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DEVELOPING AN ELECTRONIC PALLIATIVE CARE COORDINATION SYSTEM (EPACCS) WITHIN A LARGE CITY WITH MULTIPLE CLINICAL IT SYSTEMS
  1. Karen Henry1,
  2. McDermott Sarah3,
  3. Suzanne Kite1,
  4. Naomi Penn2 and
  5. Paul Westerman2
  1. 1 Palliative Care, Leeds Teaching Hospitals Trust, Leeds, West Yorkshire, Leeds, England
  2. 2 Leeds South and East CCG Clinical Commissioning Group
  3. 3 Leeds Community Healthcare Trust

    Abstract

    Background The DH End of Life Care (EoLC) Strategy (2008) identified EPaCCS as an enabler of greater co-ordination of patient care through supporting the elicitation, recording and sharing of people's key preferences about their care and enabling these preferences to be met across a wide variety of teams and organisations. A variety of approaches to the design of EPaCCS have been adopted across England (Ipsos-Mori 2011). In Leeds the emphasis has been on hosting EPaCCS within the current clinical IT systems that span the city, in response to the stakeholder priorities of accessibility in clinical practice and minimal duplication of record entry.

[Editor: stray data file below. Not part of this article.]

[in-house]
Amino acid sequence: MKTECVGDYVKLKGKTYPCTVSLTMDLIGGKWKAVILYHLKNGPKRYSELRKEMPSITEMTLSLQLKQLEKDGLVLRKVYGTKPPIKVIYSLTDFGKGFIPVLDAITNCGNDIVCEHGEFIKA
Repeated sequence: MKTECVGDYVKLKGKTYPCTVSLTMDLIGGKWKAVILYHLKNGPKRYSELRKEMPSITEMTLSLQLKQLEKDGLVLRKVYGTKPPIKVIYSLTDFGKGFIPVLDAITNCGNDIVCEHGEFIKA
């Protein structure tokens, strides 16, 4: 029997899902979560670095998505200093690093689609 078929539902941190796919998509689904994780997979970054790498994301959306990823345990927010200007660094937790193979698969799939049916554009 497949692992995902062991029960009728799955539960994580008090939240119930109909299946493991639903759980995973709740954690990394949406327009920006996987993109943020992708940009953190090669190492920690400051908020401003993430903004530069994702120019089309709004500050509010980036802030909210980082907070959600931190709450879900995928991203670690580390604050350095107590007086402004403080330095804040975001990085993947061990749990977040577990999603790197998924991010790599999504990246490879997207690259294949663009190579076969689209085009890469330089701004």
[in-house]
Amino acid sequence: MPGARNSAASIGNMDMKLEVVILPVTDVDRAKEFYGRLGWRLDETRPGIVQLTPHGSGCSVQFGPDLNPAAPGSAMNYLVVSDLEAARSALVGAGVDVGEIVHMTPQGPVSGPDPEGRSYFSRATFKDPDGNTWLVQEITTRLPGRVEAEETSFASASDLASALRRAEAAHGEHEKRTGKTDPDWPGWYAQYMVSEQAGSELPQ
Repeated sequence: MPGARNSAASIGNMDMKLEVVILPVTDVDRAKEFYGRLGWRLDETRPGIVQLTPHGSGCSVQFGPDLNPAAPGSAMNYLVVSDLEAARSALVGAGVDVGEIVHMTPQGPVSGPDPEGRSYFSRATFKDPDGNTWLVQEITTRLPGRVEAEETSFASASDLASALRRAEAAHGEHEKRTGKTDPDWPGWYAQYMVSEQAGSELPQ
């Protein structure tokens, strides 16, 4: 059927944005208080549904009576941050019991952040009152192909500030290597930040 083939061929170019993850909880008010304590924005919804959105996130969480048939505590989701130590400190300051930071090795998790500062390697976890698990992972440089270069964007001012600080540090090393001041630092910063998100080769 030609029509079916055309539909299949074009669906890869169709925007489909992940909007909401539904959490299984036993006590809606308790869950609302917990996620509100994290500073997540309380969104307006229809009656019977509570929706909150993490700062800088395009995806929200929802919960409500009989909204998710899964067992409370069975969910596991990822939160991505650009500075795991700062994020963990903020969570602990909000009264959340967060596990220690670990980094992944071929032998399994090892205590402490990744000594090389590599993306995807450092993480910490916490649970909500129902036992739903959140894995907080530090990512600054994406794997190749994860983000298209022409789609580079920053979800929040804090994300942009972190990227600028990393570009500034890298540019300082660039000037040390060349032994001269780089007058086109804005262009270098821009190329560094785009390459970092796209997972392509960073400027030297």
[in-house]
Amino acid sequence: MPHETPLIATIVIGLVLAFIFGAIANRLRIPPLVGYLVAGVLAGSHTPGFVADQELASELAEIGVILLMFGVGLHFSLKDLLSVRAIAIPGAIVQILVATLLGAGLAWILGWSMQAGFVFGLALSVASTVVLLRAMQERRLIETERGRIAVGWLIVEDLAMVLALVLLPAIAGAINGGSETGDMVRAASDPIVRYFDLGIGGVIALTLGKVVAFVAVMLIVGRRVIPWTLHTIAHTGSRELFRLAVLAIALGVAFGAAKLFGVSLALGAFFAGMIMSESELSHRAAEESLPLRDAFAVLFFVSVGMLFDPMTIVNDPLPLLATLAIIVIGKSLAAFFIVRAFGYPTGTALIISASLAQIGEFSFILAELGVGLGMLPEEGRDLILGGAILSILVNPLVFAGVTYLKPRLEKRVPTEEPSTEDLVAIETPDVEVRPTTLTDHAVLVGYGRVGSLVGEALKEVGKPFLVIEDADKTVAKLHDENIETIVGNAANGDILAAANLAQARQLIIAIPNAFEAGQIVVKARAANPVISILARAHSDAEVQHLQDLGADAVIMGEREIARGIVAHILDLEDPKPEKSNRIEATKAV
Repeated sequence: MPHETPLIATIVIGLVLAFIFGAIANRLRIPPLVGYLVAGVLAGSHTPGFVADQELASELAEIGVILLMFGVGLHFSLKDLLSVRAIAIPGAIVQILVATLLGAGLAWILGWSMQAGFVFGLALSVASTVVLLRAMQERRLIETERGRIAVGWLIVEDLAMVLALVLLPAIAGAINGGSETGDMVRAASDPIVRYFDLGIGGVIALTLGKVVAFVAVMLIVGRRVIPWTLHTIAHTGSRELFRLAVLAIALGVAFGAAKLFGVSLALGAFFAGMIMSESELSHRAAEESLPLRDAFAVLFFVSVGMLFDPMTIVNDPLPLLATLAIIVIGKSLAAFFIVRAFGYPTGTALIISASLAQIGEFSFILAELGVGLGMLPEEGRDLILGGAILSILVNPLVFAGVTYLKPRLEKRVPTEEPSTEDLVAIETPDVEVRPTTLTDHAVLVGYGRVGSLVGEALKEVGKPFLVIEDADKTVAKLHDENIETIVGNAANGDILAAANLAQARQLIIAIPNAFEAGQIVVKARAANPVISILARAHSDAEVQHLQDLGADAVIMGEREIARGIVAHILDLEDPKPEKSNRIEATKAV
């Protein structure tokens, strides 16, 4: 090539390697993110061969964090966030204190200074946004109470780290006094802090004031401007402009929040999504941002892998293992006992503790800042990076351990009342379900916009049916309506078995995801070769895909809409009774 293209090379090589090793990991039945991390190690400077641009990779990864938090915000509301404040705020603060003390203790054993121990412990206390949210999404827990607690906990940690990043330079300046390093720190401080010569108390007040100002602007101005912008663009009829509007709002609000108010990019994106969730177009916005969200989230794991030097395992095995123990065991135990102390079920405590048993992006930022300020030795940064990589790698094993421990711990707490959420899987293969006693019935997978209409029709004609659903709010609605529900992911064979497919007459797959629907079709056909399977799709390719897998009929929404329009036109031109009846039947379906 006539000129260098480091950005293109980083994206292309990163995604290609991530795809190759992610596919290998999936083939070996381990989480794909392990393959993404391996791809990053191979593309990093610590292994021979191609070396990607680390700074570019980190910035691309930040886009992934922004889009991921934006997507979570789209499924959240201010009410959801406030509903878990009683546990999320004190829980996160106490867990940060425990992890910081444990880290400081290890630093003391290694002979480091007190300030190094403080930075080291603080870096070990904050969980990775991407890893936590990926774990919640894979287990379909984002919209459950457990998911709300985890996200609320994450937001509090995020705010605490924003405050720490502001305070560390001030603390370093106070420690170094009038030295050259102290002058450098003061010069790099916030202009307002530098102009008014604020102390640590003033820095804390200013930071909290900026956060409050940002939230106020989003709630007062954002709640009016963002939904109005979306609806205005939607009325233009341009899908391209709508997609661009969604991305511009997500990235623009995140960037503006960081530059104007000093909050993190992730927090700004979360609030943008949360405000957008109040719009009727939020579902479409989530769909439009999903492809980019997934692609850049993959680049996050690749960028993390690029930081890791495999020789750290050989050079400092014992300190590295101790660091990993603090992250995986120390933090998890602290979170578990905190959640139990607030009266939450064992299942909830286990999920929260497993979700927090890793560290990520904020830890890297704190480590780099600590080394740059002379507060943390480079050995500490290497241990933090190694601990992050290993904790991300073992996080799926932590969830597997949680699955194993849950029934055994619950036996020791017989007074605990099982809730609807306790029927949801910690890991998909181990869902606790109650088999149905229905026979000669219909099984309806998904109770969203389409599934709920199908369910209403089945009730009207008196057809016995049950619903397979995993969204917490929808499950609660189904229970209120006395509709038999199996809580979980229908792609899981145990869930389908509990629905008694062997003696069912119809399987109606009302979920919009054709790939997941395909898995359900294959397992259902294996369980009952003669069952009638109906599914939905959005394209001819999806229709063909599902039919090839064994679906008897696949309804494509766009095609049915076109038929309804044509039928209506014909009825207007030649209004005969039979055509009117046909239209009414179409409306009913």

Aim To design and implement an EPaCCS IT solution that maintained clinical intuitiveness across a multitude of clinical IT systems ie ‘one click’ from the organisational clinical record.

    Results Three clinical IT systems predominate. SystmOne is the platform for 66% of GP's, community nursing, OOH's and the two hospices, and EMIS is predominantly used by the remaining GPs. The acute Trust had a myriad of systems currently being amalgamated into a single Clinical Portal. Bespoke templates have been developed with clinicians and implemented to collect the patient information specified in the 1SB1580 standard within the existing clinical systems of the healthcare provider organisations. Interoperability between the IT systems to permit sharing of the EoLC plan is being pursued via the Leeds Care Record which will facilitate sharing of information between different clinical systems and is the first of its kind in the country.

    Conclusions The “one click away” approach to EPaCCS is a challenging one, and a lengthy process. However, the benefits of supporting clinicians to build a record of patient preferences and wishes for end of life care within their own clinical system are now being realised.

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